Our carbon habit is deeply ingrained, not only by established patterns of automobile use, but also by oceans of advertising that have told us that self-realization and social approval can be achieved by driving a new Lexus, Lincoln, or other new car. We have internalized the message that gasoline and electricity multiply our personal power and pleasure, and that our ability to afford them is the only legitimate restraint on their use.
We perceive our discretionary CO2-emitting activities through the narrow prism of our personal utility, heedless of their environmental effect. Commuting 70 miles a day in a big SUV? I need a comfortable car because I drive a lot. Flying from LA to New York for the weekend to catch a couple of shows? I just love theater.
How can we break through our established patterns of behavior and consciousness with respect to carbon use? An important psychological starting point for a breakthrough is assigning social stigma to excess carbon use. The decades-long battle against smoking is instructive. The anti-smoking movement gained enormous traction when smokers became resented and stigmatized by persons concerned about the environmental impact of second-hand smoke.
Stigmatizing excess personal carbon use to promote green alternatives is a four-step process. The first step is well underway—educating the public about global warming, so that people clearly understand the harms caused by CO2 emissions. According to recent surveys, about 70% of Americans understand that the planet is warming.
The second step is to provide the conceptual tools people need to understand their personal CO2 emissions. Few people know that burning a gallon of gas releases about 20 pounds of CO2 into the air, that one mile in an airplane equals about 1/2 pound of CO2 emitted, that one kilowatt hour equals 1.3 pounds of CO2, and that the average American emits more than 17 metric tons of CO2 per year. Without this knowledge, people have no tools to judge how much carbon they and others are using, how their usage fits into the overall problem, and what steps they can take to best reduce their footprint. Only a few under-promoted carbon calculators provide this information. Virtually no “push” advertising reaches consumers not looking for this information.
Here, there is a major opportunity for government and the private sector. For example, electric companies could be required to state on the monthly bill the CO2 emissions attributable to the electricity sold to the consumer. Gas pumps could be required to bear a sticker with the 1 gallon of gas = 20 pounds of CO2 equation. Airplane tickets could be mandated to specify the CO2 attributable to the flight. Schools could require students to do an energy/CO2 emissions analysis of their own household.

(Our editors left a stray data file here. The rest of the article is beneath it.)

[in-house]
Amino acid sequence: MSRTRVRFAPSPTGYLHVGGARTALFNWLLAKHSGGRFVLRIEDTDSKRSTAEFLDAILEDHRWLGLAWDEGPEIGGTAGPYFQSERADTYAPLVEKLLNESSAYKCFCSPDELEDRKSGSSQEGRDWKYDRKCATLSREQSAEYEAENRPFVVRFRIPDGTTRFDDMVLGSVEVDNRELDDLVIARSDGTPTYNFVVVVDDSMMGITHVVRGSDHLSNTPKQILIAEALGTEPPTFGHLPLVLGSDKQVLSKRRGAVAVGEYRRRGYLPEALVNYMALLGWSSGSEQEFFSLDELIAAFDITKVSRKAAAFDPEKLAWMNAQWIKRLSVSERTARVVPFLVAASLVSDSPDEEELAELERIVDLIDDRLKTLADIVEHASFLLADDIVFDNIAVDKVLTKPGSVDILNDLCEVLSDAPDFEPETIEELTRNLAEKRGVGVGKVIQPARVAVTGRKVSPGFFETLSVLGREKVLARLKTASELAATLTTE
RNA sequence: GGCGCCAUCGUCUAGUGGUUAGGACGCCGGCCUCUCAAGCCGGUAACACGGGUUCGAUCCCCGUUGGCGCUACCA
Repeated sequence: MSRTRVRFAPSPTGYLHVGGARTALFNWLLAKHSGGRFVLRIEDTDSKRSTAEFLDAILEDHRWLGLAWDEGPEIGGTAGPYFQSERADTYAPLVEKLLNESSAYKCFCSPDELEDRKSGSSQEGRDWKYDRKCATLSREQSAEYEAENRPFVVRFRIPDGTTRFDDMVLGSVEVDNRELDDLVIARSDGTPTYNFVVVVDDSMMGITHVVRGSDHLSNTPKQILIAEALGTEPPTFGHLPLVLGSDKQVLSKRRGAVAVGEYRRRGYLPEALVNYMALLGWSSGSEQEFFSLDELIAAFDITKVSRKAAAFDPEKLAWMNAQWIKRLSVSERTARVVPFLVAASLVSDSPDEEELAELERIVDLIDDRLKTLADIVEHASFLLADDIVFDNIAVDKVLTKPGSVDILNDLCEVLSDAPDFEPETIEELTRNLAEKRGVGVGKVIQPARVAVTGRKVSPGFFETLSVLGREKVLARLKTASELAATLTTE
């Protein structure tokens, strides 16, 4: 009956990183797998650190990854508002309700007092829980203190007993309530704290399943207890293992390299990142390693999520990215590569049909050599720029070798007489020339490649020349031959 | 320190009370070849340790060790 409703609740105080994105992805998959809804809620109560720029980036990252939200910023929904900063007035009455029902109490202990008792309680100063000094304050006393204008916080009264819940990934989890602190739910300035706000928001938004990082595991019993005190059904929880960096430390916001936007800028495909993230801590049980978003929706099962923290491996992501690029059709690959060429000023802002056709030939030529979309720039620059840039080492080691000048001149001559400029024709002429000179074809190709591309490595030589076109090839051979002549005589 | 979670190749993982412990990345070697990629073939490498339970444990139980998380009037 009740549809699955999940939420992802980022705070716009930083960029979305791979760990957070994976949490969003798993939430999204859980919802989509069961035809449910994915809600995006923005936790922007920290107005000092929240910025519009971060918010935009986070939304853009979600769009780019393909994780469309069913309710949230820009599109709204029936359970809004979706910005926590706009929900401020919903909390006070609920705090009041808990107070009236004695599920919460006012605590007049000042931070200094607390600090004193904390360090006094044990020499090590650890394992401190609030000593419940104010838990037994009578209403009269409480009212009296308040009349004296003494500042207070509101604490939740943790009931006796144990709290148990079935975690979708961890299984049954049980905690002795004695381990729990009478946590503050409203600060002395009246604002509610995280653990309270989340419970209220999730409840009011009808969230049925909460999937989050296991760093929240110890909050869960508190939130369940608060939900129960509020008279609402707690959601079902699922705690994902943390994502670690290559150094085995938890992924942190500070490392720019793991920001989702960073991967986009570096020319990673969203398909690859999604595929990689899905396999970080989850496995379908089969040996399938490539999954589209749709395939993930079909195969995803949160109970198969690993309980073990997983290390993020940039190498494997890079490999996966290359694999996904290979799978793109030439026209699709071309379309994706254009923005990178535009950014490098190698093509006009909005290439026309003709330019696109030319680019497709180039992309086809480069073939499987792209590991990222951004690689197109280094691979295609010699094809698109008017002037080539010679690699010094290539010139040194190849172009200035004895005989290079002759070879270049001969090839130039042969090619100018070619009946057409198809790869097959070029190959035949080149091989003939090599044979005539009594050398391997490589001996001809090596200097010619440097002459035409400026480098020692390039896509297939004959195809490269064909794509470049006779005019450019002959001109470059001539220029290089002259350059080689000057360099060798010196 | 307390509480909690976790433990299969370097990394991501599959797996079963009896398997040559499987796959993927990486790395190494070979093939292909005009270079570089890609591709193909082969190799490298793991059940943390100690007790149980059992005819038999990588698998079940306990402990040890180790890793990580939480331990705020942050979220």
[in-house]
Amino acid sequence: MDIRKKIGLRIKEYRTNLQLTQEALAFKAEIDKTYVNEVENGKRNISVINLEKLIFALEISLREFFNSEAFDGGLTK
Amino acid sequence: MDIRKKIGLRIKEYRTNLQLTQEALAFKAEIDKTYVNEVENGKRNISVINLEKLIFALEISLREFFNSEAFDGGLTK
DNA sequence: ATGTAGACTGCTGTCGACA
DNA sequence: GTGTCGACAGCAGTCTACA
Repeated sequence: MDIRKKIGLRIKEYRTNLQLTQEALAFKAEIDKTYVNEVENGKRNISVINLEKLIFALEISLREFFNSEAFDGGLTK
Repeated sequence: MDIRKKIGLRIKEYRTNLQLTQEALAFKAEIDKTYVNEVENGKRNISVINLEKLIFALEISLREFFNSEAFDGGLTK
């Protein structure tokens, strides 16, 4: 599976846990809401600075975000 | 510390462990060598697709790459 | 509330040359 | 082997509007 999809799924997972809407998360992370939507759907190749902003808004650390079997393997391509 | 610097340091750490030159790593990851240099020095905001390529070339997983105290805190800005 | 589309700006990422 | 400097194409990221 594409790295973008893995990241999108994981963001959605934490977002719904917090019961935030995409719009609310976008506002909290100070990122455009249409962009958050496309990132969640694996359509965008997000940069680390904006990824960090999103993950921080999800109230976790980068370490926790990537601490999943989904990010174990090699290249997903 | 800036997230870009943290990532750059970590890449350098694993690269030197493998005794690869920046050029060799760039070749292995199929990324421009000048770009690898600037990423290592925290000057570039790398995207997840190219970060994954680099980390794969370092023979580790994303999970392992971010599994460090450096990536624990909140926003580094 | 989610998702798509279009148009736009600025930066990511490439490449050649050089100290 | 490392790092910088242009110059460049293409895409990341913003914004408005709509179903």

The third step is to stigmatize unnecessary carbon use. To sell mouthwash, Listerine invented “halitosis” and made it a socially unacceptable condition. We need Don Drapers to render excess carbon usage into an unattractive condition, a reason to be looked down upon, a filthy “ring around the collar” that begs for a solution. An effective stigmatization campaign will deftly taint our bad carbon habit, and suggest that those who spew carbon unnecessarily are making a dirty mess, uncool, unattractive, and “spoiling it for the rest of us.”
No high-profile effort has been directed towards stigmatization, despite the success of stigmatizing smokers, homophobes, and others who threaten public health and well-being. Because of its politically sensitive nature, carbon stigmatizing is probably best handled outside of government. Foundations, private funders, and media content generators should be encouraged to invest in these efforts, and to develop recognizable “carbon hog” villains that develop wide popular recognition and currency.
The final step is to promote green alternatives to carbon-intensive activity as an alternative to stigmatized CO2 use. A lot of work is already being done to promote green technologies and practices, but for many consumers there is little incentive to make the switch to solar panels, electric cars, the bus, etc., because they are (at least initially) more expensive and/or inconvenient than the status quo. Selling these alternatives to consumers not having a social incentive to purchase them is akin to marketing mouthwash to people ignorant of halitosis—they just don’t see the point.
Legions of engineers, economists, and politicians have been working with limited success to reduce global CO2 emissions. It is time that would-be Don Drapers and other architects of consumer consciousness join the fight by stigmatizing excess carbon usage. Carbon stigma will shift consumer preferences considerably, with political preferences following closely behind.